A key conclusion identified by the research was that dedicated compliance solutions comprising analytics and automation will help contact centres optimise resources while empowering employees to ensure compliance and building trust among customers.

“Contact centres must protect the interests of their customers when it comes to their personal data,” said Barry Cooper, President of the Enterprise Group for NICE. 

“Ensuring compliance requires contact centres to navigate a maze of regulations, standards and best practices, which are becoming increasingly resource draining for IT and compliance professionals. Businesses must leverage analytics, AI and automation to adopt a proactive approach, uphold the trust of their customers and simplify their employees’ day to day tasks.”

Image by bhupendra Singh from Pixabay

Retail failing at social media for customer service

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Retailers are neglecting social media when it comes to customer service, and are not listening to consumers to drive customer experience improvements.

That’s according to the 2019 Eptica Digital Trust Study, which found that while retailers successfully answered 59% of routine queries asked via web self service, chat, email, Facebook and Twitter, there were wide variations in performance between channels.

Retailers provided answers to 83% of queries on their websites but only responded correctly to 38% of tweets and 50% of Facebook messages.

Performance had worsened on many channels since 2017 – then retailers answered 73% of emails. By 2019 this had dropped to 68%, despite the continued popularity of the channel with consumers, who use it for over a quarter of their interactions with brands.

As part of the 2019 Eptica Digital Trust Study, 20 fashion and food & drink retailers were evaluated on their digital customer experience, alongside brands from other sectors, by testing their accuracy and speed at answering relevant, routine queries, repeating research conducted since 2012.

Questions included asking about ethical sourcing policies (fashion) and allergy labelling (food and drink). Additionally, 1,000 consumers were asked for their views on customer experience.

Fashion (answering 60% of all queries) and food and drink (59%) were the top sectors surveyed, but still failed to respond to 4 in 10 of all routine queries.

The research also demonstrated a direct link between trust, listening and loyalty. 89% of consumers surveyed said they either will stop buying from brands that they don’t trust or will spend less. Building trust begins with delivering on basic promises – 59% ranked giving satisfactory, consistent answers as a top three factor in creating trustworthiness, while 63% rated making processes easy and seamless as key. Just 8% of consumers felt that brands were listening to them all of the time, with 74% believing brands pay attention to their views half the time or less.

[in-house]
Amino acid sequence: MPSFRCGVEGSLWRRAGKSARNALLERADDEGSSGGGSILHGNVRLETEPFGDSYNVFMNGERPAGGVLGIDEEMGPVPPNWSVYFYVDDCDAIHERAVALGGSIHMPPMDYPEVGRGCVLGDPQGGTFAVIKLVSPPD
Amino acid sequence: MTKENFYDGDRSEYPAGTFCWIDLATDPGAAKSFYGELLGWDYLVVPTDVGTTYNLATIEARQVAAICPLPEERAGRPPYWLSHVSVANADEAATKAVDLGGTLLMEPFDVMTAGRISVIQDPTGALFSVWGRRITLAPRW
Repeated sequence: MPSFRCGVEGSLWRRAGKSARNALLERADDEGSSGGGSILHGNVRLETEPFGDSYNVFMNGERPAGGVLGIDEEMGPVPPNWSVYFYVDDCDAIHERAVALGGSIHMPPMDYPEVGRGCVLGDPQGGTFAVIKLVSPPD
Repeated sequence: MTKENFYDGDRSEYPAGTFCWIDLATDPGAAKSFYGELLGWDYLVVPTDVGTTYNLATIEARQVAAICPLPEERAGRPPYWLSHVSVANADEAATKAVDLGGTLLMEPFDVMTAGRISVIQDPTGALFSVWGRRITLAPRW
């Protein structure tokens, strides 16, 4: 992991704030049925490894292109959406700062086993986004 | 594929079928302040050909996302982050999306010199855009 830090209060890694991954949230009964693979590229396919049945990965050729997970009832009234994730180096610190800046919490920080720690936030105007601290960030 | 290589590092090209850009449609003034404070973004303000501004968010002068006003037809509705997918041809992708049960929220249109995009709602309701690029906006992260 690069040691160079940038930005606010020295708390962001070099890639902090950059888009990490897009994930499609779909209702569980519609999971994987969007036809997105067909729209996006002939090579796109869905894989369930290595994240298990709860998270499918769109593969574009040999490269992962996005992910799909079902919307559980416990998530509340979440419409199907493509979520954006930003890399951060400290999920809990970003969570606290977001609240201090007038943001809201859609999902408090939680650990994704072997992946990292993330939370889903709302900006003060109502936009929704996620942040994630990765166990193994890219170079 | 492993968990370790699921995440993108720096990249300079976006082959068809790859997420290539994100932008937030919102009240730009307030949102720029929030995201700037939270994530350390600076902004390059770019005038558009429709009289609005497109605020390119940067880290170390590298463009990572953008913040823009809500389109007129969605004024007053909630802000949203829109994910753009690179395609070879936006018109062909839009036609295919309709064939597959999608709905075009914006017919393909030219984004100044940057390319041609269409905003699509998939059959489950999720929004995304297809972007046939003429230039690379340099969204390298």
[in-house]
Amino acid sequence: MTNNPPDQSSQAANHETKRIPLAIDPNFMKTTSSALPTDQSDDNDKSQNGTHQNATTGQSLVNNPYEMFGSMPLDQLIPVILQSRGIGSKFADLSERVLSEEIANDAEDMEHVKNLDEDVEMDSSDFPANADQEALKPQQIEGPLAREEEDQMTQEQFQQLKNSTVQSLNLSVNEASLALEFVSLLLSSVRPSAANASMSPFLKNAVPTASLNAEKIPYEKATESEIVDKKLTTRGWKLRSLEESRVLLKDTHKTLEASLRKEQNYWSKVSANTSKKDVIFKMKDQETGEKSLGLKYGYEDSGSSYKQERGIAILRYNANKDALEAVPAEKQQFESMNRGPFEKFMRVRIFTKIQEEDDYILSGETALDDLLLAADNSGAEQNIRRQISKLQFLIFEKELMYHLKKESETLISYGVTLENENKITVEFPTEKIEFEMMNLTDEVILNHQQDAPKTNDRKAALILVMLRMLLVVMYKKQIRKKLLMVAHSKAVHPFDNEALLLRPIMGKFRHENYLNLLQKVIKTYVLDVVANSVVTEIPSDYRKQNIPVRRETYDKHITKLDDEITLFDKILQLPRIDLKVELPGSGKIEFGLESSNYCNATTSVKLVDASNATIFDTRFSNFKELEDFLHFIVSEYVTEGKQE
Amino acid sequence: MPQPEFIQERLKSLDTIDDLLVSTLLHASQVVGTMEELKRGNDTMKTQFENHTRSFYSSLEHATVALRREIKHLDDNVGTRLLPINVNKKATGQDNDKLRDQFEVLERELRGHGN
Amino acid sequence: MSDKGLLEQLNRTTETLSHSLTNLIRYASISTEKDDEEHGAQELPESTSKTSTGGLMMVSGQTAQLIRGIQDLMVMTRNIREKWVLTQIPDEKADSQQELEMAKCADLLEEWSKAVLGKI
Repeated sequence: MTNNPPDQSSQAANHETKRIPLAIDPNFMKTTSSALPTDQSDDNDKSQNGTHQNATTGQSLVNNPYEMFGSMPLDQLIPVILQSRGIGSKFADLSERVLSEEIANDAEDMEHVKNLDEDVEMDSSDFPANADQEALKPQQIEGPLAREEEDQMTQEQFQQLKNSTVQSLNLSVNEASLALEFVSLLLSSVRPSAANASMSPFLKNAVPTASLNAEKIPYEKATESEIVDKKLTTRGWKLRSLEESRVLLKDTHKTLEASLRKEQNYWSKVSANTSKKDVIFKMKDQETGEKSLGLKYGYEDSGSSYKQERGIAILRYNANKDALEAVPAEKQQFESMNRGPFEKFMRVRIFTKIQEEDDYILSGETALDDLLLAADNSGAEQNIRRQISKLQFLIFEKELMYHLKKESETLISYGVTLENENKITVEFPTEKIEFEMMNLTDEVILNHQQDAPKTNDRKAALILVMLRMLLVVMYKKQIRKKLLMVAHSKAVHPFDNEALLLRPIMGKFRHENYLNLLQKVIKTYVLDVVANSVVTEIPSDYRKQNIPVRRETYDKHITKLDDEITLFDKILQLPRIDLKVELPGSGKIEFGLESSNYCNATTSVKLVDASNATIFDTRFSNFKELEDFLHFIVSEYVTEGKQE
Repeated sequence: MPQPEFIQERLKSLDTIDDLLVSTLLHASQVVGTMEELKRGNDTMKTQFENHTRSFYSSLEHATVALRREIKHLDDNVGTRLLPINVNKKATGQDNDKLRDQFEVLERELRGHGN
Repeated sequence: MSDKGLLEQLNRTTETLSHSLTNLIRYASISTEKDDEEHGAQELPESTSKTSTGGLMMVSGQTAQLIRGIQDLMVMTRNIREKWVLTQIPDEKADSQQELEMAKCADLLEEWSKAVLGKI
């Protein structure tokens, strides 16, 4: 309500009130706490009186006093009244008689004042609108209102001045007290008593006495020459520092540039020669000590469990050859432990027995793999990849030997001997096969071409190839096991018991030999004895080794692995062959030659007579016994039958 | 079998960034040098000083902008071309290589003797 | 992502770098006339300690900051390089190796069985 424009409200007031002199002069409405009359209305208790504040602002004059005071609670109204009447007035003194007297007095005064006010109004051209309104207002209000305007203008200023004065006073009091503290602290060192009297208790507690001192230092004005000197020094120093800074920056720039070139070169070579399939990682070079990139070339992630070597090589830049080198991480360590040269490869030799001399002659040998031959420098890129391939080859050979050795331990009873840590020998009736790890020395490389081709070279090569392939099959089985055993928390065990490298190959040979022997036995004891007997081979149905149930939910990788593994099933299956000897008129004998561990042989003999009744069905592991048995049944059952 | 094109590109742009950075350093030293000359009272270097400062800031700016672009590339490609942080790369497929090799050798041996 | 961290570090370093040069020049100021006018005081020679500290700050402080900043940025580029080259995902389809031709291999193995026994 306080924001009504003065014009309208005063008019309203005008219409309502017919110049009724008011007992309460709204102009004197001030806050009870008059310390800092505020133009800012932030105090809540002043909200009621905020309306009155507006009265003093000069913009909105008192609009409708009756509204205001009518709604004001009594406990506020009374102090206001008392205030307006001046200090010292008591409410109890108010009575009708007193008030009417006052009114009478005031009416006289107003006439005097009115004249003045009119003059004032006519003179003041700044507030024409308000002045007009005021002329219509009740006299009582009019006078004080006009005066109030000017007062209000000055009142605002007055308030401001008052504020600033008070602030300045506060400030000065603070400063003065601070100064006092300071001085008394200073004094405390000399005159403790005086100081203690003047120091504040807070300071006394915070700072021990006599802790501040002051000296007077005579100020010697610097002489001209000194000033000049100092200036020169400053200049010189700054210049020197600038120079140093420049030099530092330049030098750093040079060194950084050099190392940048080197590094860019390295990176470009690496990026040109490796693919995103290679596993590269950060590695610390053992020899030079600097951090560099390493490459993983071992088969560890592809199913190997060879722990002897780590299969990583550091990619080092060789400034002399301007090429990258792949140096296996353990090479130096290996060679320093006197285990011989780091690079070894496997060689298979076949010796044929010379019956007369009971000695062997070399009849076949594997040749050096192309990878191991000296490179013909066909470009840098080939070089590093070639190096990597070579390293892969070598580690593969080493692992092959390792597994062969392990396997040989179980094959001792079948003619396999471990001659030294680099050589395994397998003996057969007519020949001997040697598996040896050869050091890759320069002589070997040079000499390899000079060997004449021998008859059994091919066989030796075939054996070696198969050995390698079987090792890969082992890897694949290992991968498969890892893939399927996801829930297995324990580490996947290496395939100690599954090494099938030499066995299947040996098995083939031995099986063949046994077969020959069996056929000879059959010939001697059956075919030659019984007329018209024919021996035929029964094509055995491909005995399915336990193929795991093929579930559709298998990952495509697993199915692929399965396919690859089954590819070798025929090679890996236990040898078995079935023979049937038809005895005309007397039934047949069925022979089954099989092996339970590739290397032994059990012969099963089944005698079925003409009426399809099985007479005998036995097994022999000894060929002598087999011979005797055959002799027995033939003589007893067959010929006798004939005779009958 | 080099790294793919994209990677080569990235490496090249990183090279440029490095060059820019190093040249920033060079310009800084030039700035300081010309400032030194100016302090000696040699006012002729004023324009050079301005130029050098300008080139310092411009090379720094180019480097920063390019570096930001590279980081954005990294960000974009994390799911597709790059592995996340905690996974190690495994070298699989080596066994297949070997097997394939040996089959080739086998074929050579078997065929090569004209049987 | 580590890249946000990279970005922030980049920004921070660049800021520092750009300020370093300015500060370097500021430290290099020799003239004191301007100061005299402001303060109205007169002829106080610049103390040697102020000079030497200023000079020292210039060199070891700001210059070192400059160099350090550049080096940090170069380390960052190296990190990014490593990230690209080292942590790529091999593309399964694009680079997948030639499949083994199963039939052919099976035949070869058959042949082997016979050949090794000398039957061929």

“The move to digital has transformed the retail landscape,” said Olivier Njamfa, CEO and Co-Founder, Eptica. “Greater choice means consumers are becoming more demanding and are actively seeking out brands that they can trust and who listen to them. While retail brands have made some improvements since 2017, they have slipped back in others, damaging trust and ultimately customer loyalty and revenues. If they want to succeed they need to listen to customers and use their insight. Only those who do this will thrive and stay ahead of the competition.”

RetailAccuracy 2019
versus 2017
Average speed 2019
versus 2017
Web83% vs 70%n/a
Email68% vs 73%10hr 19m vs 24hr 12m
Facebook50% vs 28%43m 24s vs 3hr 34m
Twitter38% vs 50%1hr 56m vs 1hr 43m
Chat35% vs 25%8m 43s 4m 24s
Total59% vs 55%

Speed of response also varied widely between channels – and even within sectors and brands. One fashion retailer answered a tweet in 17 minutes, yet another took 50 hours to reply. A food and drink retailer responded on Facebook within one minute, but needed nearly 23 hours to provide an answer on email.

Overall response times on chat doubled from 4 minutes back in 2017 to 8 minutes this year. Facebook had the fastest average speed of response, at 43 minutes, 24 seconds – over twice as fast as Twitter (1 hour 56 minutes) and nearly 15 times faster than email (10 hours 19 minutes). This is despite exactly the same questions being asked across these channels.

The study evaluated 50 UK brands, split equally between the fashion, food and drink, travel, insurance and banking sectors. Brands were rated on their ability to answer five routine questions via their websites, as well as their speed, accuracy and consistency when responding to email, Twitter, Facebook and chat.

Additionally, 1,000 UK consumers were surveyed on their attitude to trust, its relationship with customer experience and on loyalty and brand reputation. All research was completed in H1 2019.

A full report, including the study results, graphics and best practice recommendations for brands to transform customer experience is available at https://www.eptica.com/19cxretail.